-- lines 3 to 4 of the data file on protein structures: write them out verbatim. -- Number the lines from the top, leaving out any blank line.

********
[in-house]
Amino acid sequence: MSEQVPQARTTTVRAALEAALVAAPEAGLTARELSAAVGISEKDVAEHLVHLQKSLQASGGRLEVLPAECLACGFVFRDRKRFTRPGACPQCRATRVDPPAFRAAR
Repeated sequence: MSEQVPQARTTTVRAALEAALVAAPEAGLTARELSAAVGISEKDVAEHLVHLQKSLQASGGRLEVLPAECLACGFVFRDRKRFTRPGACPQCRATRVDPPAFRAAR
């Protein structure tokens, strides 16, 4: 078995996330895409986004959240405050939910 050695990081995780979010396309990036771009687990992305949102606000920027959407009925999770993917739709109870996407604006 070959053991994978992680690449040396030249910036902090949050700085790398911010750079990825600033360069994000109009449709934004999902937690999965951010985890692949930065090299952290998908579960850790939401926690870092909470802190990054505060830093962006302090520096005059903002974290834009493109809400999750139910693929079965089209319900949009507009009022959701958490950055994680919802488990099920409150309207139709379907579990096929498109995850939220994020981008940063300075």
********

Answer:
Repeated sequence: MSEQVPQARTTTVRAALEAALVAAPEAGLTARELSAAVGISEKDVAEHLVHLQKSLQASGGRLEVLPAECLACGFVFRDRKRFTRPGACPQCRATRVDPPAFRAAR
């Protein structure tokens, strides 16, 4: 078995996330895409986004959240405050939910 050695990081995780979010396309990036771009687990992305949102606000920027959407009925999770993917739709109870996407604006 070959053991994978992680690449040396030249910036902090949050700085790398911010750079990825600033360069994000109009449709934004999902937690999965951010985890692949930065090299952290998908579960850790939401926690870092909470802190990054505060830093962006302090520096005059903002974290834009493109809400999750139910693929079965089209319900949009507009009022959701958490950055994680919802488990099920409150309207139709379907579990096929498109995850939220994020981008940063300075």